The ototoxicity monitoring protocol proposed by ASHA [69] represents an aggressive and ideal approach for monitoring ototoxicity and is dependent on a country’s infrastructure and resource constraints. The ASHA [69] guidelines may therefore not be generalized to a country without considering the contextual factors that may influence its applicability to that country. However, it does provide guidance towards creating a roadmap that countries, such as South Africa, may aspire towards in implementing an ototoxicity monitoring programme. Similar to India [79], no programmes have been formally implemented to identify and monitor ototoxicity in patients on cancer chemotherapy in South Africa. As a result, there is no contextually relevant research to steer the implementation of an accountable and effective ototoxicity monitoring program in the country. This is probably one of the main reasons for ototoxicity monitoring programmes not being commonplace in local hospitals and clinics. In addition, the health of South Africans is characterized by a quadruple burden of disease, encompassing the occurrence of infectious diseases, the rise of noncommunicable diseases, and perinatal and maternal disorders, as well as injuries and violence [80], which may result in cancer receiving low priority for health care services. However, the creation of an audiological monitoring programme allows for better control of cancer related comorbidities.

2.6. Otoprotective Strategies

Over the years, a number of studies have investigated the use of otoprotectants with cisplatin, their purpose being to protect the inner ear from any injury while not interfering with the antitumor effects of cisplatin [61]. Otoprotective strategies include reducing the formation of free radicals by maintaining glutathione levels and antioxidant activity [27]. Three mechanisms may provide protection against cisplatin, these being endogenous molecules, exogenous agents, or a combination of exogenous agents that trigger endogenous protective mechanisms. However, endogenous agents are not effective against cisplatin when the dose exceeds a certain threshold [17, 81].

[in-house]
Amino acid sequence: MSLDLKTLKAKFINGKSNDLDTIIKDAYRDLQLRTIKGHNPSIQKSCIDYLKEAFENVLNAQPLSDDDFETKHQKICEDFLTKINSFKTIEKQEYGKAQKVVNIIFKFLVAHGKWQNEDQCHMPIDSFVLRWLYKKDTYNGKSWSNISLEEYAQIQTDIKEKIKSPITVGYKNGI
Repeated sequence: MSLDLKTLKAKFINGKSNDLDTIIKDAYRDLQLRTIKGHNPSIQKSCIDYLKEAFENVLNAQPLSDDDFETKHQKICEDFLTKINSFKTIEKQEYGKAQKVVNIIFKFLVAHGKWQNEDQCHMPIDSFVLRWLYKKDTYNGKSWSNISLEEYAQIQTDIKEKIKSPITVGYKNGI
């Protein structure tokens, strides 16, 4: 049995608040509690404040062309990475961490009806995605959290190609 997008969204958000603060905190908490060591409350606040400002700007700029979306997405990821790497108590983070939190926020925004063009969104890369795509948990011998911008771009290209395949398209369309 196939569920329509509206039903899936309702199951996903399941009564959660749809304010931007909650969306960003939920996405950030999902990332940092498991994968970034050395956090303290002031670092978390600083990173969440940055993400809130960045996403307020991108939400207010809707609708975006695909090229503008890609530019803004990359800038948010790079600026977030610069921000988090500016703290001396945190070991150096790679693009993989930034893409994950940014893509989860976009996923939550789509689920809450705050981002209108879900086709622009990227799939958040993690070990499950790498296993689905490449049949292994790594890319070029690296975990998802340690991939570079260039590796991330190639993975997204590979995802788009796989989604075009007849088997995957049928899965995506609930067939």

Nearly all of the otoprotective agents are sulfur- or sulfhydryl-containing compounds (thio compounds), known as antioxidants, and potent heavy metal chelators [82]. The numerous otoprotective agents utilized in clinical and animal studies include Amifostine, D-or L-Methionine, methylthiobenzoic acid, lipoic acid, tiopronin, glutathione ester, sodium thiosulfate [83], Melatonin [84], Vitamin E [85], N-acetylcysteine [86], Dexamethasone [87], and Resveratrol [88]. However, none of these agents have been found to be unequivocally beneficial in preventing cisplatin ototoxicity and no agent is currently recommended for routine use [7]. Further research is therefore needed to find new methods and optimize old ones to prevent and/or treat hearing loss during cisplatin therapy. In addition, intratympanic administration of medication together with gene therapy needs to be further explored [25]. Intratympanic administration involves the diffusion of the otoprotective agent across the round window into the inner ear, where its therapeutic effect is exerted. An advantage of this method of administration is that there are higher concentrations of the otoprotective agent in the inner ear, this being in comparison to the use of oral or parenteral administration, without potentially reducing the efficacy of the cisplatin treatment [89, 90]. The disadvantage of this procedure, however, is that each ear would have to be treated with a moderately invasive procedure [91]. Alternatively, gene therapy may prove to be beneficial in protecting an individual against cisplatin-induced hearing loss as several genes, namely, megalin, glutathione-S-transferases, Thiopurine S-methyltransferase, and catechol-O-methyl transferase, may be responsible for susceptibility to hearing loss [9].